Before the end of the month, our friends with the federal government will hold three information sessions for prospective applicants — in Baltimore, Denver, and Atlanta.  Those districts looking to apply for i3 should file a notice of intent within 20 days of the RFP being posted on the Federal Register (still hasn’t gone up, as of 11 a.m. today) and applications are due within 60 days of Federal Register posting.  ED is now saying they will award i3 grants in two phases.
Today’s official grant notice also offers some guidance on how many grants can be awarded.  But in the words immortalized by Barbie (the Doll) back in the late 1990s, “math is hard!”  For months now, Eduflack has been telling interested LEAs that we are likely only looking at 30 total winners.  With a $650 million pool (now down to $643 million), you are looking at eight or nine winners in each of the three categories, assuming districts get close to the max.  So $400 million for scale up (eight grants), $200 million for validation (10 grants), and $40-50 million or so for development grants (10 grants).  Then the pot has run dry.
But ED seems to have a different view of things.  Average grant awards are estimated at $3 million for development, $17.5 million for validation, and $30 million for scale up.  (This despite the realization that virtually every state that applied for Race to the Top funds exceeded the budget range that was assigned to their state).  Based on those ranges, ED estimates up to five scale up winners, and up to 100 winners each in both development and validation.  Obviously, the budget doesn’t allow anything close to that.  
Five scale up winners at $30 million knocks the total pool down to less than $500 million remaining.  A hundred validation grants at $17.5 million per would put us at $1.75 billion, more than three times the remaining pool.  And those up to 100 development grants at $3 million per adds another $300 million.  So if we top out on the estimates (realizing they are all generous ranges) ED is saying i3 could be up to nearly $2.2 billion.  I’m all for stretching the dollar, but that seems to be a little more than the $643 million currently available.
Why is this so important?  LEAs need to realize that competition for these grants is going to be significantly difficult and cutthroat.  With RttT, we had a sense for how many states would and can win.  Virtually every state applies, and based on the funding ranges, we can expect close to 20 states to win.  If we don’t spend the full RttT pool, then we will have fewer winners.
But with i3, we have the possibility of thousands of school districts and consortia applying for a piece of this money.   Some districts have been hard at work on their projects for years, and a scale up grant seems like a slam dunk (Eduflack has long said Chicago Public Schools and its Teacher Advancement Program, or TAP, would be a slam dunk for i3).  Other districts have been focusing on their applications for months, even before the draft regulations came out.  Still others have been looking to partner with other districts, local universities, or nationally recognized non-profits, to strengthen their applications.  And then you have some who think that “innovation” in the title means it is supposed to fund technology programs.  Regardless, all want a piece of this.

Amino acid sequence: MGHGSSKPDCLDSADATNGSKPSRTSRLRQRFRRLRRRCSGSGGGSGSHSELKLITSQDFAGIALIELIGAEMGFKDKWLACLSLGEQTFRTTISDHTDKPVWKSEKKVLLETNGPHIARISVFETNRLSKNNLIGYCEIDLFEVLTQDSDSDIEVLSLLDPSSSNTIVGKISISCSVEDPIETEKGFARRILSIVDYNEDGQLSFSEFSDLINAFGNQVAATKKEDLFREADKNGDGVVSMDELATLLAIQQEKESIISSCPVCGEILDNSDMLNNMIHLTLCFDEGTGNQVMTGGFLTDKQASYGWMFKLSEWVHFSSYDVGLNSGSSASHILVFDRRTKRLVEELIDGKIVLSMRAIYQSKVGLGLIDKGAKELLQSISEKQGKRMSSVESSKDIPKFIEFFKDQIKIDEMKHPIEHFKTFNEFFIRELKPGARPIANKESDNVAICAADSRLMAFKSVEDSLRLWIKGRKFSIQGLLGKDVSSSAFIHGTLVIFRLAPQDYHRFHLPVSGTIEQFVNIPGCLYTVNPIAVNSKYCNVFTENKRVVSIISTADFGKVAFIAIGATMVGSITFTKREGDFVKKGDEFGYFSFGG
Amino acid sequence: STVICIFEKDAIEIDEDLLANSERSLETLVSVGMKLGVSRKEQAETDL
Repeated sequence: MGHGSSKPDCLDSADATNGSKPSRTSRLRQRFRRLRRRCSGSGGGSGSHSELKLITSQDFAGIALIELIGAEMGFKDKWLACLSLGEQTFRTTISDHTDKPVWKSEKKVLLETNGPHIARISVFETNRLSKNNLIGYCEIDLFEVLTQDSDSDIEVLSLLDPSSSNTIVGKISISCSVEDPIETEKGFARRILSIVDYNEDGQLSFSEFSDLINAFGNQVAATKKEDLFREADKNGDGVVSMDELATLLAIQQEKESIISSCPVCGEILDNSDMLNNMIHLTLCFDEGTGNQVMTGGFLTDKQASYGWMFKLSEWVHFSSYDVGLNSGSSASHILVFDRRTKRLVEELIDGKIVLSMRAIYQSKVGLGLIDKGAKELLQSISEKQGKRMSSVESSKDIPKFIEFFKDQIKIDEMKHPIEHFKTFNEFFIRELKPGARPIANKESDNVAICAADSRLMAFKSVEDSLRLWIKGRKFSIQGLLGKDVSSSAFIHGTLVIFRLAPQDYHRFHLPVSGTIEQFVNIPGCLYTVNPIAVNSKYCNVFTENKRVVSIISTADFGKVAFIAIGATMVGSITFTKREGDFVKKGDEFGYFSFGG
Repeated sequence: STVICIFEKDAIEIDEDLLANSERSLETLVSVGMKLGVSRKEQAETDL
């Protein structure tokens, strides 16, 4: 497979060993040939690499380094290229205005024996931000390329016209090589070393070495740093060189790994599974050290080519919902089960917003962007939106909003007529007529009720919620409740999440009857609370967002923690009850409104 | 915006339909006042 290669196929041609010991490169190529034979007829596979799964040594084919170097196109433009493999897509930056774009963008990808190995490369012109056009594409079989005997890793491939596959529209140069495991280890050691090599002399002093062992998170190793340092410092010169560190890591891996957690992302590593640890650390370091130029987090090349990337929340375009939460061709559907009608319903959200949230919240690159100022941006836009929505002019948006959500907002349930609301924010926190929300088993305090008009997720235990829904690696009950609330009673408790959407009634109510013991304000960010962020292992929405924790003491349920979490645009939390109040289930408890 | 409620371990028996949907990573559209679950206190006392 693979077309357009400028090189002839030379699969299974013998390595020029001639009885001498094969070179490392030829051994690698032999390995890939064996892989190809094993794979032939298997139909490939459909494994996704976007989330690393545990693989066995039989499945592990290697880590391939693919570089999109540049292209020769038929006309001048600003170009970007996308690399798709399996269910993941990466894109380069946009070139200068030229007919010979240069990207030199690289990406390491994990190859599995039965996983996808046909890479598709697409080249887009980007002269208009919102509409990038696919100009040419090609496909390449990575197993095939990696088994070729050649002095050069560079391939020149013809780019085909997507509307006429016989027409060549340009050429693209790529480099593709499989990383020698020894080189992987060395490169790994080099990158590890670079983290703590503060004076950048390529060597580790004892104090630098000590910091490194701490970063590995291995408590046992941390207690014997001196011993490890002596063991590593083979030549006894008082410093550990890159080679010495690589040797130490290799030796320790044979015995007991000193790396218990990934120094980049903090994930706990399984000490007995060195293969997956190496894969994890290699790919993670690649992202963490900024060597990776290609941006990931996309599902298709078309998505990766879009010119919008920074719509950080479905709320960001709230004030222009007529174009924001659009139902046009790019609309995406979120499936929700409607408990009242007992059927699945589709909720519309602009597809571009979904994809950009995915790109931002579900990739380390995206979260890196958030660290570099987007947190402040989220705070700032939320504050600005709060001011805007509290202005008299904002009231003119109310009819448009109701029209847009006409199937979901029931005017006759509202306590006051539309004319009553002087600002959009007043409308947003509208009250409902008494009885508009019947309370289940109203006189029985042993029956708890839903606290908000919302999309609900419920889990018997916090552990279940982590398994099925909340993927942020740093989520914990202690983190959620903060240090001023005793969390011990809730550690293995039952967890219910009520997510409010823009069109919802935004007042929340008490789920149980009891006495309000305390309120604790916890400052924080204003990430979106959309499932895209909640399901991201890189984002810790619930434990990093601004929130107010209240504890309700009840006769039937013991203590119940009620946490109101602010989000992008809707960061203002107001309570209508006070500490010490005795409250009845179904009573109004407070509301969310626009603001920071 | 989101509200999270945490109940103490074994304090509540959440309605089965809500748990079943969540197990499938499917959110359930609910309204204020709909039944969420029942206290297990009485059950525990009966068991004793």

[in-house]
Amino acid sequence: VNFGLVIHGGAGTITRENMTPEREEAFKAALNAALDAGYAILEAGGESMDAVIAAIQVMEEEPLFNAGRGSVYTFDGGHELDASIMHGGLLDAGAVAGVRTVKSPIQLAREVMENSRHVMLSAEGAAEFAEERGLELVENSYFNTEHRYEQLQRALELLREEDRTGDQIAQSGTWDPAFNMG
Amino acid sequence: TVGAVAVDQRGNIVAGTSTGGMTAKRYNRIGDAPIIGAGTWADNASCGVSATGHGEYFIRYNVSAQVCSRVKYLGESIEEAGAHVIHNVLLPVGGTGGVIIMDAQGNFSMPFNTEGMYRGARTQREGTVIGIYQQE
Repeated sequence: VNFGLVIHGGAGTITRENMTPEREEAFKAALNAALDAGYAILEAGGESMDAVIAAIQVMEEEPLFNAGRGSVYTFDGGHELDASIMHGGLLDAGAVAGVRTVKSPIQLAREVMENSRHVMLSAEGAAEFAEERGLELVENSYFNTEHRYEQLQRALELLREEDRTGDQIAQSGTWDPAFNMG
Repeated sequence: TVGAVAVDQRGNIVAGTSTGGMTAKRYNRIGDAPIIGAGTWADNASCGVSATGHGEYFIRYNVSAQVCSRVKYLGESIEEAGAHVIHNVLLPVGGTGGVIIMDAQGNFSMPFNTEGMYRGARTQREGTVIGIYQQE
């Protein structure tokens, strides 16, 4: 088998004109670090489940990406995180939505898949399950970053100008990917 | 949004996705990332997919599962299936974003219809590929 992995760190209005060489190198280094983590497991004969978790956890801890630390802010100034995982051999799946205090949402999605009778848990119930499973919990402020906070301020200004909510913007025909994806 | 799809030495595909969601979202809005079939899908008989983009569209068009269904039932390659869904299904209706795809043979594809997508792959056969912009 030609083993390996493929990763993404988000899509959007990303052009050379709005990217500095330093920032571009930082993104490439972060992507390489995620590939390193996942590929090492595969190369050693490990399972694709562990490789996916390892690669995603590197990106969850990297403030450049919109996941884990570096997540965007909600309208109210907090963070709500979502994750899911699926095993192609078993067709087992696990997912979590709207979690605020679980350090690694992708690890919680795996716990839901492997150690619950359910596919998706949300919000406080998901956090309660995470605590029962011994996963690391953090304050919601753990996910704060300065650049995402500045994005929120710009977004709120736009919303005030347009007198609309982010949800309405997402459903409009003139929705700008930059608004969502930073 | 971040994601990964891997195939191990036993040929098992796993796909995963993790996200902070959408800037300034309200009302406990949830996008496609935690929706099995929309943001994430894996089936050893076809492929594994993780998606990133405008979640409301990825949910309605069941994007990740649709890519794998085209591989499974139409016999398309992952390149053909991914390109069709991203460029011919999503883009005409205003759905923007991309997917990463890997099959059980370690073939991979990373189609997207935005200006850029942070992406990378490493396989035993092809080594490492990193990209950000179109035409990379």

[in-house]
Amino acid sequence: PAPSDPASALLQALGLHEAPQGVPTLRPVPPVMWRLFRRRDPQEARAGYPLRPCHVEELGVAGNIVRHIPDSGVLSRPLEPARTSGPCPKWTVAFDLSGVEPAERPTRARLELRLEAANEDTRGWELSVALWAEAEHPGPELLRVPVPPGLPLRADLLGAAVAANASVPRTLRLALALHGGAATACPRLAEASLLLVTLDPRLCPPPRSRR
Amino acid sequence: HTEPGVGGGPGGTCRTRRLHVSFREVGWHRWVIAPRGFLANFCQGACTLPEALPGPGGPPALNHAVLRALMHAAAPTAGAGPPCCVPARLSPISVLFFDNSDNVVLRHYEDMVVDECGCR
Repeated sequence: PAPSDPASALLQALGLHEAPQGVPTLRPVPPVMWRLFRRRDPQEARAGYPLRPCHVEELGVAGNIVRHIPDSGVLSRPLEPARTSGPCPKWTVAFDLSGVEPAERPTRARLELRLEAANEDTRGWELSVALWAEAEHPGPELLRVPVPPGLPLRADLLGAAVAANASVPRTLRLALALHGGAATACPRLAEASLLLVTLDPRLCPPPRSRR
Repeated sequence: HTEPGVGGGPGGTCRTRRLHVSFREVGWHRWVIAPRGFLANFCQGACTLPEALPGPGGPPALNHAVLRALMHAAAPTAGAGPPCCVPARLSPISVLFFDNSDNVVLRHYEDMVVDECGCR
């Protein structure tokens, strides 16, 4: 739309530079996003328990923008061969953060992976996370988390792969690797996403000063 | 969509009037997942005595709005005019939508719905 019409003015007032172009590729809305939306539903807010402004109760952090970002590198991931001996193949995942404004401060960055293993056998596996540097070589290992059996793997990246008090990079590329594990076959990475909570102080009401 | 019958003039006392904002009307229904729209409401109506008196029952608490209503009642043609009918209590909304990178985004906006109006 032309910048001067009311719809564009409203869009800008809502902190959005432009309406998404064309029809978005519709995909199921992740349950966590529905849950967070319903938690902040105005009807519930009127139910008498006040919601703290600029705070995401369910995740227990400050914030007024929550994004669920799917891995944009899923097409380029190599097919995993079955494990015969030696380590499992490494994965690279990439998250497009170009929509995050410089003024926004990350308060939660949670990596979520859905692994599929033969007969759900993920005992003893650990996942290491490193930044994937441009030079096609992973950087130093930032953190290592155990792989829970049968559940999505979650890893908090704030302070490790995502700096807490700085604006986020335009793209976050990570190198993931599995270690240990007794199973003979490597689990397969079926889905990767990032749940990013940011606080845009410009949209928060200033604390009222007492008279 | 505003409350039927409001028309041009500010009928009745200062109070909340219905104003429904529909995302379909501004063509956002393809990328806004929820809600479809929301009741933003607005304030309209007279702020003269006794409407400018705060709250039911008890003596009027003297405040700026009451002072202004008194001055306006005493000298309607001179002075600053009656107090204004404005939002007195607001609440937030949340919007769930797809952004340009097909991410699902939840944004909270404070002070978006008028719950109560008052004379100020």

So instead of 25 or 40 percent of states winning a RttT grant, we are looking at the possibility that far fewer than 5 percent of i3 applicants will get a taste of that federal nectar.  That means applications must be well written, on point, and based on research like few grant proposals have ever been based before (and unlike RttT, i3 applications can’t be more than 35-50 pages, depending on type).  Competition is going to be fierce.  The strength of both the research and the impact will be king.
And what does Eduflack expect to see?  First, many districts will be dusting off ye olde research protocols to ensure their proposed models match that offered by IES these past five or so years.  Second, rural schools are going to fair pretty well here, both because of the extra points and because of the realization that RttT doesn’t provide rurals the attention they may need.  And at the end of the day, we still should expect no more than 35 total winners.  Five scale up winners each coming in close the $50 million cap, 10 or so validation winners coming closer to the $30 million cap than the $17.5 million ED estimate, and another 10-12 development winners, most of which need more than the $3 million in expected seed money.
Good research and documentation is hard, and it doesn’t come cheap.  For months, we’ve been hearing that RttT is all about quality, not quantity.  The same needs to be true for i3.  The focus should be on providing a select group of school districts with the money to truly ramp up and further test a specific intervention that is boosting student performance and closing the achievement gap.  If we want these funds to have a real, true, and lasting impact, we need to spend wisely on the lowest-hanging fruit, investing in those ideas that have the greatest possible return on investment and using those results to inspire other districts to follow suit.